In late December, the United Kingdom and the European Union reached an historic accord that outlines new rules for the parties’ relationship following the UK’s withdrawal from the EU. On January 14, in a virtual event co-hosted by the Jean Monnet Center for International and Regional Economic Law & Justice at NYU Law and the Institute for International Law and Justice’s MegaReg project, experts discussed issues raised by the new EU-UK Trade and Cooperation Agreement and its policy implications.
Joseph Straus Professor of Law Joseph Weiler moderated the discussion, which included presentations on the agreement’s provisions regarding energy and climate change; its impact on Ireland; its regulation of data flows; and its relationship to trade rules under the World Trade Organization, among other topics.
Selected remarks from the discussion:
Jesse Scott, international director, Agora Energiewende (Berlin)
“The agreement [regarding energy and climate change] is thin even on these two most obvious common interests of the EU and the UK.… Both parties are signed to the Paris agreement, both parties indeed have net-zero [carbon] target commitments. So when Commission President von der Leyen said in one of her early reactions to the agreement that energy and climate are the first two issues of common interest that the UK and EU will continue to work on together post-Brexit, that sounds nice, but it’s kind of obvious. In fact, if anything, it’s a hint about how little else there is that seems high on the agenda to work together on.”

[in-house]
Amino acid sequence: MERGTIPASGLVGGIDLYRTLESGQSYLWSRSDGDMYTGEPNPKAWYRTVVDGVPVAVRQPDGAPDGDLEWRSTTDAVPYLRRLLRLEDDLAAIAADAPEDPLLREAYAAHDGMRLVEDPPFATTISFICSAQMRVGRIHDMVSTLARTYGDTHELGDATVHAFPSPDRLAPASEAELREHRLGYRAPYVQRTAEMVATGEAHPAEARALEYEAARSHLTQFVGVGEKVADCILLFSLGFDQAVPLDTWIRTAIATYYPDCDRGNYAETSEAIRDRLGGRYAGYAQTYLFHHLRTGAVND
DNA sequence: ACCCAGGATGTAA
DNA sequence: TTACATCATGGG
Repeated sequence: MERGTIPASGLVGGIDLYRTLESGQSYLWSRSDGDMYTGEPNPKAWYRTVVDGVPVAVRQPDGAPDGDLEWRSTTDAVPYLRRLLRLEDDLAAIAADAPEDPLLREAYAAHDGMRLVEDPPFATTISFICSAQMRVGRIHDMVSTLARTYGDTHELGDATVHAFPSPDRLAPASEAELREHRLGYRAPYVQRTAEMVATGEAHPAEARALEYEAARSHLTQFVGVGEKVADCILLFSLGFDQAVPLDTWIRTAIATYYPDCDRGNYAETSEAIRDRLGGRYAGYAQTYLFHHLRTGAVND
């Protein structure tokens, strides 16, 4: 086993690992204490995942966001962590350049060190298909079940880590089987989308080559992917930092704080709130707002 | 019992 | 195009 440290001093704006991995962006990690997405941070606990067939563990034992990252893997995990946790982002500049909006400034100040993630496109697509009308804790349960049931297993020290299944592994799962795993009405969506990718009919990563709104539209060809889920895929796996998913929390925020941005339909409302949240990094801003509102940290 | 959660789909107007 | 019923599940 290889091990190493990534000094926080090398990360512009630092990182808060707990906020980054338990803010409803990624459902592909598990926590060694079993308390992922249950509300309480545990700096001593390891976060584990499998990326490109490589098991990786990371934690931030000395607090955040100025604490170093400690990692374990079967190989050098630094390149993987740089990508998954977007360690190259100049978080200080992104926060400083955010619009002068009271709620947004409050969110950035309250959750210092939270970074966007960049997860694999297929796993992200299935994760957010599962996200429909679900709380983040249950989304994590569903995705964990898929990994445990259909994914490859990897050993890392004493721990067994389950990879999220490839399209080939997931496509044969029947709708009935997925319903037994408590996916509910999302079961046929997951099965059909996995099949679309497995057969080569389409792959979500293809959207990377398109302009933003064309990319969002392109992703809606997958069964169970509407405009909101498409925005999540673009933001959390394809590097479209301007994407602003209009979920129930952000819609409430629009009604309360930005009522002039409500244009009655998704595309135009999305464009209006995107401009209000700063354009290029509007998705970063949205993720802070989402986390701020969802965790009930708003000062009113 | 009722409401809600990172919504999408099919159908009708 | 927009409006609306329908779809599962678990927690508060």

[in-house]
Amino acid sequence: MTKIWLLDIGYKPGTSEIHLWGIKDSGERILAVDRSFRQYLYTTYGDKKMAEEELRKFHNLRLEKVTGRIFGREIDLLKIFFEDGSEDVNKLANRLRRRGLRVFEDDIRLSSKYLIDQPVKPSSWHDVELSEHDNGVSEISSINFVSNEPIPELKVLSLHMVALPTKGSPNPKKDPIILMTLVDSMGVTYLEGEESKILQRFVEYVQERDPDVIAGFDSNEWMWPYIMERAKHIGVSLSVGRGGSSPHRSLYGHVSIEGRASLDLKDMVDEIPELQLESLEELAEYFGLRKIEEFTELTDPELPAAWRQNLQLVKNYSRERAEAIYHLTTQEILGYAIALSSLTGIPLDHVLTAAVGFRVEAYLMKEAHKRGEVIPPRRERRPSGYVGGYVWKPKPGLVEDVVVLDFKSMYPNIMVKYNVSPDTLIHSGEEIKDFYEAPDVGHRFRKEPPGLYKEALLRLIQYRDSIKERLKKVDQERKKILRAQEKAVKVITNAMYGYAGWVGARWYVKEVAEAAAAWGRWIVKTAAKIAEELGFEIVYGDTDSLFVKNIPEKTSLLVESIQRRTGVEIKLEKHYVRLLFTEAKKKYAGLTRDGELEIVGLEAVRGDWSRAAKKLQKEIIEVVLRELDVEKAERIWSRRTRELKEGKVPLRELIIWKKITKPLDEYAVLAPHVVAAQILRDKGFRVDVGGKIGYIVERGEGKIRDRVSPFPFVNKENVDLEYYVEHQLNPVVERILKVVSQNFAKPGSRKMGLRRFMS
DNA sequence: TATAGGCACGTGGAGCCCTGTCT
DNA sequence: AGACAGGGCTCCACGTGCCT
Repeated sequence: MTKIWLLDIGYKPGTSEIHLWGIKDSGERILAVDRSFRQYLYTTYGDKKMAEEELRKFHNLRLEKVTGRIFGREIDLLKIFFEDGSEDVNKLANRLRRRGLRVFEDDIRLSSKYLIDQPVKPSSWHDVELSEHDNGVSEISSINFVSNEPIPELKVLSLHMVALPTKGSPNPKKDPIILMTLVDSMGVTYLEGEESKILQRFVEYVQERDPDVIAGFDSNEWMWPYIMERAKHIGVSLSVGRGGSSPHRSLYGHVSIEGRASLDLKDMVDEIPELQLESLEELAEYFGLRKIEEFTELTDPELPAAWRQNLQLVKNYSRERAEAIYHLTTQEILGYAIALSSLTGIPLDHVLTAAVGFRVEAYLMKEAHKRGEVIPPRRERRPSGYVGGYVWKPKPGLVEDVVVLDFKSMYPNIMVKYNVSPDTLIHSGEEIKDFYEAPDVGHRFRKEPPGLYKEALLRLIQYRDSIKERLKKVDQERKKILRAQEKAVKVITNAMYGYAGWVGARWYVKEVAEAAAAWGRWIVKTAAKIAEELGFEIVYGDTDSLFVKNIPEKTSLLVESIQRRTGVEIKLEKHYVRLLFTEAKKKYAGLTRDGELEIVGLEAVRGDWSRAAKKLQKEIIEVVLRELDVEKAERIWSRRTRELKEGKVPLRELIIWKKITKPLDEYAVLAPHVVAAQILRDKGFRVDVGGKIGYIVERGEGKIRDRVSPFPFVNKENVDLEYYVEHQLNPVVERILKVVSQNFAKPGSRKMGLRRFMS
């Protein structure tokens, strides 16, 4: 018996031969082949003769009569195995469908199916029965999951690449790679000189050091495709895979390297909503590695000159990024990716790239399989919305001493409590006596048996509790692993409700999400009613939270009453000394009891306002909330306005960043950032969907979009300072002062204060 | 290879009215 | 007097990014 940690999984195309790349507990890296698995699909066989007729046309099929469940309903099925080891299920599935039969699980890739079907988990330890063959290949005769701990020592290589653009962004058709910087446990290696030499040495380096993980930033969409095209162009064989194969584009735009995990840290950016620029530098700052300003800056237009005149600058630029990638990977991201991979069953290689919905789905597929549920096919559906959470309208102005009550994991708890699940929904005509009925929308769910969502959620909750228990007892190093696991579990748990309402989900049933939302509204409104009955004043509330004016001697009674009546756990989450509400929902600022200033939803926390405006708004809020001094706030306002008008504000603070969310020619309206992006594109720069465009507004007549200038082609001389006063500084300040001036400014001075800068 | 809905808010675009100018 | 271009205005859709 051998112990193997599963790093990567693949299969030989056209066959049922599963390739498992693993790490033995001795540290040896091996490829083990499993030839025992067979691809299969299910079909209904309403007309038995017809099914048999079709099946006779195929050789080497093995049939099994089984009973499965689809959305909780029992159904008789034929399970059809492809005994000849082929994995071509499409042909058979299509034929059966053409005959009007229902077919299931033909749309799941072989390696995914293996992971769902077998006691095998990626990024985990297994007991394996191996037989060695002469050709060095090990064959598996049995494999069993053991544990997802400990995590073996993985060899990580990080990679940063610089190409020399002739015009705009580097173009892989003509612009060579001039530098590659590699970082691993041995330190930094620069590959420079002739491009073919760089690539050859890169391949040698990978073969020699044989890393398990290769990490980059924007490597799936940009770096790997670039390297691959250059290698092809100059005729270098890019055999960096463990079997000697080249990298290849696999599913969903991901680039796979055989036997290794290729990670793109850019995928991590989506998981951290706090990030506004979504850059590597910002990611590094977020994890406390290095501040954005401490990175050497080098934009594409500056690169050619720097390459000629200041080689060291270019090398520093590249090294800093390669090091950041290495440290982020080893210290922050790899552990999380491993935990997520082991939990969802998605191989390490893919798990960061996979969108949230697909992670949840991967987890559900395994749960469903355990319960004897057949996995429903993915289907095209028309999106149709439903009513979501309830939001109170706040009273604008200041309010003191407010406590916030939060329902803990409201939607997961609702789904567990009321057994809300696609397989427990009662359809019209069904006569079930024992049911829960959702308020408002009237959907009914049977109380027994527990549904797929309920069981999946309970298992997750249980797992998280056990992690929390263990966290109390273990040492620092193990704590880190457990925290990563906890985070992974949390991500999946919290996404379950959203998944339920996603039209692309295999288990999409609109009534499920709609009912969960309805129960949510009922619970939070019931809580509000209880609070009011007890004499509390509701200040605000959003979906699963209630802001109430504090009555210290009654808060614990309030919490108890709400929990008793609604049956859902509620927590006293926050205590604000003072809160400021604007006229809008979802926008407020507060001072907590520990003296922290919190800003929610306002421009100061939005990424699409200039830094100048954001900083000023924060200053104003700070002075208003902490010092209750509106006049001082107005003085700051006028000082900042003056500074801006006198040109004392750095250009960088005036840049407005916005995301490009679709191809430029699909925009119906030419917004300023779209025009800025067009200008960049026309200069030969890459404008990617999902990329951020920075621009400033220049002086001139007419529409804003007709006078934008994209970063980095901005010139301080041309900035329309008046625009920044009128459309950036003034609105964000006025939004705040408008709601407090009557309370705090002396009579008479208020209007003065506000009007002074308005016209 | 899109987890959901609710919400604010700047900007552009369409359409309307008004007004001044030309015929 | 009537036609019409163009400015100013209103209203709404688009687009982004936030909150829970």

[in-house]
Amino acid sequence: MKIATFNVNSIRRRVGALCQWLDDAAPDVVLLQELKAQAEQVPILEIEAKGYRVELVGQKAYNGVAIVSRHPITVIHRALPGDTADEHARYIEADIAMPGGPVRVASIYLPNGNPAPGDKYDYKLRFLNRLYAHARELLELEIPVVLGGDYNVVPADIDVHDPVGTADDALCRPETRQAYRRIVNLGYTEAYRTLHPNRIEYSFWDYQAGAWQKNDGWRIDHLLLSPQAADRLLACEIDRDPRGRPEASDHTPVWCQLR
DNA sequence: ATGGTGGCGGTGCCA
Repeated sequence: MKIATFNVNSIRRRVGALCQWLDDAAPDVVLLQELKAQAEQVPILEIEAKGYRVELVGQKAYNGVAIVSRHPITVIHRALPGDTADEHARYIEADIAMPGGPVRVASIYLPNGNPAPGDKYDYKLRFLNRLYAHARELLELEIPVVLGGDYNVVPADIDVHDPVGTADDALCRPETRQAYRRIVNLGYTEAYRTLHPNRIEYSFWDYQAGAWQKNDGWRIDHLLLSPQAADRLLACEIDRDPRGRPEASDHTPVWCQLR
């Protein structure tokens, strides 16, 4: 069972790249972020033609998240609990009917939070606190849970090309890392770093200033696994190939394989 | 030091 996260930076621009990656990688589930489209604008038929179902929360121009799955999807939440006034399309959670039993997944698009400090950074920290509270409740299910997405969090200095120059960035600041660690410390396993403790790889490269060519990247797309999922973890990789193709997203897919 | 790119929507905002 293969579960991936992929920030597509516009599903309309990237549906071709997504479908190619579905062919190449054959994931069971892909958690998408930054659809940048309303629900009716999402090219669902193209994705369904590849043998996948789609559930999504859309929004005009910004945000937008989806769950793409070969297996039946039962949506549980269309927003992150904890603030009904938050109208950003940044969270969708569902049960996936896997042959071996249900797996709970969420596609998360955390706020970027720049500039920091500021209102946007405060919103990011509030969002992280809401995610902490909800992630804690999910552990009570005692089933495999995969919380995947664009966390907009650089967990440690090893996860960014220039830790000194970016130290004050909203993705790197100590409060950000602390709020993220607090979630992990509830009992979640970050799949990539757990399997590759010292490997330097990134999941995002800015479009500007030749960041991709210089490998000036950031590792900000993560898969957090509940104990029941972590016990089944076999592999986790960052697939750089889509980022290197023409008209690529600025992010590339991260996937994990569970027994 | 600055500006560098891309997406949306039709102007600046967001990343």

Thomas Streinz, executive director of Guarini Global Law & Tech, NYU Law
“[It] says a lot on data in the agreement, reflecting the increasing importance of data as an economic asset and the increasing role of digital infrastructures for what’s called the digital economy, but is increasingly the economy as a whole.… There’s a lot [in the agreement] that really creates a regulatory environment for the digital economy that might have long-lasting implications for the future regulatory agenda on both sides of the Channel.”
Meredith Crowley, reader in international economics, University of Cambridge
“The news in the UK already is full of anecdotes of British firms not being able to export their merchandise to the EU. So there’s already stories about all of the hiccups that we’re seeing with logistics.… I think what we’re going to see over the next six to nine months is not just the sort of short-term, ‘how do we get this logistical problem sorted?’ [issues], but we’re also going to start to see some of the deeper problems that are related to more structural, say, shortcomings of the agreement, and which will hopefully lay the groundwork for some further, deeper work.”